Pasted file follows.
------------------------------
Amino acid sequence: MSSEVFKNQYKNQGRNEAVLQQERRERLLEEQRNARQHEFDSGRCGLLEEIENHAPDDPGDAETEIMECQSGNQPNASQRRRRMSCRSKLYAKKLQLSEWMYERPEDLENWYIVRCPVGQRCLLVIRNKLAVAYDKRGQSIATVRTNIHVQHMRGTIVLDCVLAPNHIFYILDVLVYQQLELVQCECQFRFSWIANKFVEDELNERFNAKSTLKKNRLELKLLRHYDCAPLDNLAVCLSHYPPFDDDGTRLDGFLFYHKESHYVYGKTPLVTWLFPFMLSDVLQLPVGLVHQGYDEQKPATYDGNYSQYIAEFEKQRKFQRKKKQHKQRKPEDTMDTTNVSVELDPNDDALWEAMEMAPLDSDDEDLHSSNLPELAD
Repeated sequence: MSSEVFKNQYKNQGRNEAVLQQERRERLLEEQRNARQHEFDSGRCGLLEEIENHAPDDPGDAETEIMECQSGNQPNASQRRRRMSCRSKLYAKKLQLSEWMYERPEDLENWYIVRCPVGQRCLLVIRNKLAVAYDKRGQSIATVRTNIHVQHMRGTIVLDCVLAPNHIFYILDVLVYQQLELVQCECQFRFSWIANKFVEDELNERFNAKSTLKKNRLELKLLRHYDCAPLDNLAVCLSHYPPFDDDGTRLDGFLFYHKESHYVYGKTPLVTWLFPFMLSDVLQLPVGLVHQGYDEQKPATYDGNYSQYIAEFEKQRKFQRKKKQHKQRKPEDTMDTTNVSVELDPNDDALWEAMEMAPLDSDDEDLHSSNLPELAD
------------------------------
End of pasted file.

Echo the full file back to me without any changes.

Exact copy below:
Amino acid sequence: MSSEVFKNQYKNQGRNEAVLQQERRERLLEEQRNARQHEFDSGRCGLLEEIENHAPDDPGDAETEIMECQSGNQPNASQRRRRMSCRSKLYAKKLQLSEWMYERPEDLENWYIVRCPVGQRCLLVIRNKLAVAYDKRGQSIATVRTNIHVQHMRGTIVLDCVLAPNHIFYILDVLVYQQLELVQCECQFRFSWIANKFVEDELNERFNAKSTLKKNRLELKLLRHYDCAPLDNLAVCLSHYPPFDDDGTRLDGFLFYHKESHYVYGKTPLVTWLFPFMLSDVLQLPVGLVHQGYDEQKPATYDGNYSQYIAEFEKQRKFQRKKKQHKQRKPEDTMDTTNVSVELDPNDDALWEAMEMAPLDSDDEDLHSSNLPELAD
Repeated sequence: MSSEVFKNQYKNQGRNEAVLQQERRERLLEEQRNARQHEFDSGRCGLLEEIENHAPDDPGDAETEIMECQSGNQPNASQRRRRMSCRSKLYAKKLQLSEWMYERPEDLENWYIVRCPVGQRCLLVIRNKLAVAYDKRGQSIATVRTNIHVQHMRGTIVLDCVLAPNHIFYILDVLVYQQLELVQCECQFRFSWIANKFVEDELNERFNAKSTLKKNRLELKLLRHYDCAPLDNLAVCLSHYPPFDDDGTRLDGFLFYHKESHYVYGKTPLVTWLFPFMLSDVLQLPVGLVHQGYDEQKPATYDGNYSQYIAEFEKQRKFQRKKKQHKQRKPEDTMDTTNVSVELDPNDDALWEAMEMAPLDSDDEDLHSSNLPELAD